Just when you wonder if all teenagers are hiding their bongs and posting pictures of themselves on Facebook with their tongues out, you meet a group of teens who remind you that they're not.
Last week, I was invited to talk about social media to a group of teenagers who are participating in an entrepreneurship program at the Jewish Community Centre. To be honest with you, I was a little bit nervous. Me, an old lady, going in to talk to a bunch of savvy teenagers about the Internet? Yeah. They were probably chomping at the bit to hear my pearls of wisdom.
I made sure to wear waterproof clothing in case they brought their rotten fruits to throw.
I showed my presentation to my son before I went into the fray. He chuckled at my Simpson's cartoon, but otherwise remained straight-faced. I felt like I was doomed. So I wore my hippest footwear and set off bravely.
I was slightly nervous when I knocked on the door. I really wanted these teens to like me, to listen to what I had to say and to understand that I was there for them, to learn from them and to help them to achieve their goals. I know. Not a tall order or anything. But, I figured, if these kids had signed up for a two-hour weekly business class they weren't going to tie me up and graffiti 'nerd' on my forehead.
I was right.
They were incredible.
I loosened them up by telling them that I was the mom of teens (they widened their eyes at that piece of information because obviously they thought I was a hipster), that I was a blogger and that I was aware that they probably knew more about the Internet than I did. After they nodded their heads and punched each other, we got down to business.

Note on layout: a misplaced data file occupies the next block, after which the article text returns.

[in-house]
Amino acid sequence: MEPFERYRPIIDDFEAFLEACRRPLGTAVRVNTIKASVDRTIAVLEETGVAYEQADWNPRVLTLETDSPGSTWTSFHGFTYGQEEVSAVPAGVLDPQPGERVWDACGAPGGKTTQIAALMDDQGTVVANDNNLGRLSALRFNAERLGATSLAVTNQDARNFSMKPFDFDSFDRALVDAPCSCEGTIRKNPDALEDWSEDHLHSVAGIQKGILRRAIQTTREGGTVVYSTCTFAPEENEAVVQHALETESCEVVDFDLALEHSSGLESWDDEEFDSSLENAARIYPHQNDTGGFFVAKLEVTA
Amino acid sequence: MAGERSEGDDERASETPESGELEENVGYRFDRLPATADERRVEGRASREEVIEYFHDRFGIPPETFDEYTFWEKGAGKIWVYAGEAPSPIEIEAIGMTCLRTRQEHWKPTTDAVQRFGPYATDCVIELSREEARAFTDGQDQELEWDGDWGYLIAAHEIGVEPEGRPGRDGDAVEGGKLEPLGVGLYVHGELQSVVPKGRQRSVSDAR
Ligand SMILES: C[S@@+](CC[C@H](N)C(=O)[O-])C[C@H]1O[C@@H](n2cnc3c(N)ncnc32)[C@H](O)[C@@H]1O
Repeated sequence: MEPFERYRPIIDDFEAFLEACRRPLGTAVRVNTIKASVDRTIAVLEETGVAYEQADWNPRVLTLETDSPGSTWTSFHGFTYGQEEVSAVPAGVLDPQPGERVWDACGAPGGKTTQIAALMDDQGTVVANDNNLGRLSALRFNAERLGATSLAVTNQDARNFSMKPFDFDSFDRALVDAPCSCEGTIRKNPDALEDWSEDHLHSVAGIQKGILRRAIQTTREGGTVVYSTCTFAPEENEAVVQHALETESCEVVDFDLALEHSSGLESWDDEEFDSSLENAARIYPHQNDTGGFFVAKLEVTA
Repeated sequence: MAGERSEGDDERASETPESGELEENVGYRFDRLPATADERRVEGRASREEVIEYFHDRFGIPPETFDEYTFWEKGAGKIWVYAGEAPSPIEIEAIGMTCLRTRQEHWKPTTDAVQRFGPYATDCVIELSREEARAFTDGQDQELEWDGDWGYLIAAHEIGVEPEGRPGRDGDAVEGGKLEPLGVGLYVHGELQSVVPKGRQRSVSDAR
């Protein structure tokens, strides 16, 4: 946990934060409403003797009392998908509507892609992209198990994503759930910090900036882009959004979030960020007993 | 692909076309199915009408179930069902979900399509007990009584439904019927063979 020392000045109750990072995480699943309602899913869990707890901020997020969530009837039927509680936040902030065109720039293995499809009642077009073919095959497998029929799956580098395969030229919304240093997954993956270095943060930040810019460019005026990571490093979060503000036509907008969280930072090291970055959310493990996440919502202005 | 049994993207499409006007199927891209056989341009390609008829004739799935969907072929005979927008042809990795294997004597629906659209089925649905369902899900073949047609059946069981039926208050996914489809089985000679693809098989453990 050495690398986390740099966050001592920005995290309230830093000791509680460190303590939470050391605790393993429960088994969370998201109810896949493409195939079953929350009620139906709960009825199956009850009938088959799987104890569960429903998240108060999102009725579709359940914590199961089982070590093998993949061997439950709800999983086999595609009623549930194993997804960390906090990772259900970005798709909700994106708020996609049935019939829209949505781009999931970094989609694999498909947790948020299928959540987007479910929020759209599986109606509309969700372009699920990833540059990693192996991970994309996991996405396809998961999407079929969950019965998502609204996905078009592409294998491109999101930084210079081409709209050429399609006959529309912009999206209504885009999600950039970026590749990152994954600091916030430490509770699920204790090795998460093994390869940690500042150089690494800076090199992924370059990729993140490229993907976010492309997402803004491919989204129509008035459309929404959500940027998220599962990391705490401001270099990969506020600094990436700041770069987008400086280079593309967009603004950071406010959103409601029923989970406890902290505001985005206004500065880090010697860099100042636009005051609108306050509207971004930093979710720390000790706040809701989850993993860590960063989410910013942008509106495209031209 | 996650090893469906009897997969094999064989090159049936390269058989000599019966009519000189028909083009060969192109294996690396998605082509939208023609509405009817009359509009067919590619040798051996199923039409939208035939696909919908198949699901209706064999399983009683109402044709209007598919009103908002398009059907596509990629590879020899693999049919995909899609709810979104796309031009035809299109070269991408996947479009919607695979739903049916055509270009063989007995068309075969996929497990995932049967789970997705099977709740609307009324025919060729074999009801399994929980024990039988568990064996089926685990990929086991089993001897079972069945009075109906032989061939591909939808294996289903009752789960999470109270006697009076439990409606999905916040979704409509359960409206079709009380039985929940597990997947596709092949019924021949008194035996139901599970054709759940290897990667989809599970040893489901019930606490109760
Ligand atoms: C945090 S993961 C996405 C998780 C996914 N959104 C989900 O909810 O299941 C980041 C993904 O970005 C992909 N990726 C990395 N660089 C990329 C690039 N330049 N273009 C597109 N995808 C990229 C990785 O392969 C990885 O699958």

They listened. They asked me intelligent and well thought out questions. They did not heckle me (well, they did mutter under their breaths when it was obvious I had forgotten to hyperlink my links.) Nor did they laugh at my jokes (do you know what it's like to be stared at by five teens after delivering the punchline?)
Two of these kids, at 15 years old, had already written a business plan for their app that helps kids to organize their educations. Well. When I was 15 I was... umm... whatever. This isn't the time or the place. Needless to say, I was impressed.
There were two best part of the evening (besides the moment the sole girl in the group asked for my blog URL so she could check me out. THAT is the definition of success, my friends.)
Best part #1: Watching their eyes light up when I brought Pinterest up on the screen. They had heard of Pinterest, or so they said, but had never seen it in action. They were mesmerized, and I could see the wheels turning as they figured out how to make it cooler and steal it away from the moms who make up 85% of it's audience.
Best part #2: When Coolboy (I can't remember his name. I'm terrible with names. It's an affliction) put up his hand and pointing at his notebook, said,
I want to tell you the three, no four, things that I learned from you tonight.
Wowza. I smiled while trying not to faint. The instructor told me that Coolboy never ever takes notes, never puts up his hand and never ever ever admits that he learned something.
As I was packing up, two of the other boys put up their hands.
Yes? I asked them?
Can I ask you a question? They both said at the same time.
Sure. I replied, still floating on the laurels of Coolboys accolades...
Are you one of those understanding moms?
I like to think so. I replied, smiling at the first young man. Looking to the other, I invited his question.
How old are you anyways?
So much for hipster...
Moral of the story: Don't underestimate teenagers and their ability to put aside their swagger to learn. Oh, also, don't try to make them laugh.
Originally published on momfaze.com